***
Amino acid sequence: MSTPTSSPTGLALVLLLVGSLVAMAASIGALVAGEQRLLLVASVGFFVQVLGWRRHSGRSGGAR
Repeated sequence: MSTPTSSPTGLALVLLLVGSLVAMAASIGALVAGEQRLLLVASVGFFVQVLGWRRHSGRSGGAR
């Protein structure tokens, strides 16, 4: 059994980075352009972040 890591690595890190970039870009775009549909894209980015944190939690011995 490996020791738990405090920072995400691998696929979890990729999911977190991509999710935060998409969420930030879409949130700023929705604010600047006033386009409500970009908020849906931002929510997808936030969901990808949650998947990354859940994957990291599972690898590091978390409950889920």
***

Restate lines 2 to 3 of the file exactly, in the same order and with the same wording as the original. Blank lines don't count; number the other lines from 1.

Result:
Repeated sequence: MSTPTSSPTGLALVLLLVGSLVAMAASIGALVAGEQRLLLVASVGFFVQVLGWRRHSGRSGGAR
């Protein structure tokens, strides 16, 4: 059994980075352009972040 890591690595890190970039870009775009549909894209980015944190939690011995 490996020791738990405090920072995400691998696929979890990729999911977190991509999710935060998409969420930030879409949130700023929705604010600047006033386009409500970009908020849906931002929510997808936030969901990808949650998947990354859940994957990291599972690898590091978390409950889920």